The Lost Prince: A Search for Pat Conroy

  • By Michael Mewshaw
  • Counterpoint
  • 288 pp.
  • Reviewed by Talmage Boston
  • April 26, 2019

Why did the famed author sever ties with a longtime friend?

The Lost Prince: A Search for Pat Conroy

Pat Conroy had many admirers, and for good reason. Gore Vidal said of him: “He’s tapped into a truth the rest of us never knew ran so deep.” His books sold in the millions, and many became blockbuster movies. He knew what the masses wanted in their stories and elevated the public’s fascination with his celebrity through his memoirs and self-described “largely autobiographical novels.”

From 1981-1994, Conroy enjoyed a close friendship with fellow author Michael Mewshaw — so close that they favorably depicted each other as characters in their books. Their families also became close while they lived near each other in Italy for many of those years, and, after returning to the States, they stayed in frequent contact.

In 1994, for initially undeclared reasons, Conroy abandoned the friendship, and though he and Mewshaw later semi-reconciled through email correspondence, they never saw each other again during the last 22 years of Conroy’s life, up to his death in 2016.

Mewshaw has now written a compelling, transparent account of their 35-year relationship in The Lost Prince: A Search for Pat Conroy. The historical record of their friendship makes it clear that for more than a decade, the two authors were absolutely joined at the hip as writing soulmates, often comparing notes of their similar tortured upbringings while suffering the slings and arrows of lives spent supporting their families while pursuing publication and mass-quantity purchases of their work product:

“We griped about agents and editors, fickle producers and directors, paltry advances and late royalties, dread of the empty page and deeper dread of the empty bank account.”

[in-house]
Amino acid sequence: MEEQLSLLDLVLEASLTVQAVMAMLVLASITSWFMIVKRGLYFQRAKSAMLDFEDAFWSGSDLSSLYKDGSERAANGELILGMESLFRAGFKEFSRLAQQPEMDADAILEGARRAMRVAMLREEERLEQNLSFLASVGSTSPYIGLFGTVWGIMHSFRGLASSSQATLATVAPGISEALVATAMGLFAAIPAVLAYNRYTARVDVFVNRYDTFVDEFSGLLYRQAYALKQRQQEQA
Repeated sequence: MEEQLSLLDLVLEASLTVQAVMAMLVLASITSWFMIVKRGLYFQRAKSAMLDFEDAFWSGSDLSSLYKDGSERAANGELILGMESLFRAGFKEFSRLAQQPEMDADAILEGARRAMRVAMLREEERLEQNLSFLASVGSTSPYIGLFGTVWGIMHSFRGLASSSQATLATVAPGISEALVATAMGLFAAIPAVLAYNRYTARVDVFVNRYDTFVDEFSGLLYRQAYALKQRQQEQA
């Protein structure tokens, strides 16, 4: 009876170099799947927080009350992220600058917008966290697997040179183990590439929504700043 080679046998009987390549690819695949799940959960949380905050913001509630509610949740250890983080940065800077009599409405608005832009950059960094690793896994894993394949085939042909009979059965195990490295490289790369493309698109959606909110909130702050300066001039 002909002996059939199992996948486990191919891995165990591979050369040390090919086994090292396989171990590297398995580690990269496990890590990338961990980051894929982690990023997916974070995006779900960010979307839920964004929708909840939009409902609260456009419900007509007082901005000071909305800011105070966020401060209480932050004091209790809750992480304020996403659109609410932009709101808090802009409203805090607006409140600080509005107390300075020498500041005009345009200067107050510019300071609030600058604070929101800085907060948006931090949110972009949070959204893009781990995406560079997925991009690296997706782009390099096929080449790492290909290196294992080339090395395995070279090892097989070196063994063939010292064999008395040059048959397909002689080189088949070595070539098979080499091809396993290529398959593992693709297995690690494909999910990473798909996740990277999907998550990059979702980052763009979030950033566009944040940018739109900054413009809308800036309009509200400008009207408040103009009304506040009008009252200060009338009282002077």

While Conroy’s career took off during those 14 years as he holed out one bestseller after another, Mewshaw’s books usually landed on the lip of the cup. To counterbalance these professional highs and lows, Conroy’s marriage to his wife, Lenore, and relationship with his children became, in time, estranged and finally broken, in large part because of his perpetual sense of outrage over Lenore’s never-ending court battles with her first husband over alimony issues. Meanwhile, Mewshaw survived his setbacks thanks to a strong marriage and stable home life with his sons.

The Lost Prince provides an often rollicking account of Conroy’s larger-than-life personality — always quick on the retort, self-deprecating, irresponsibly free spending, and using the same piercing language in conversation as his cutting-edge words on the page.

After Conroy’s death, Mewshaw did an investigation attempting to better understand his late friend’s disconnect. He gained access to the author’s papers housed at the University of South Carolina and also came across records and correspondence from Lenore’s court battles with her first husband. In addition, he located pertinent medical records and credible articles on the key people in Conroy’s life, as well as speaking with some of them himself.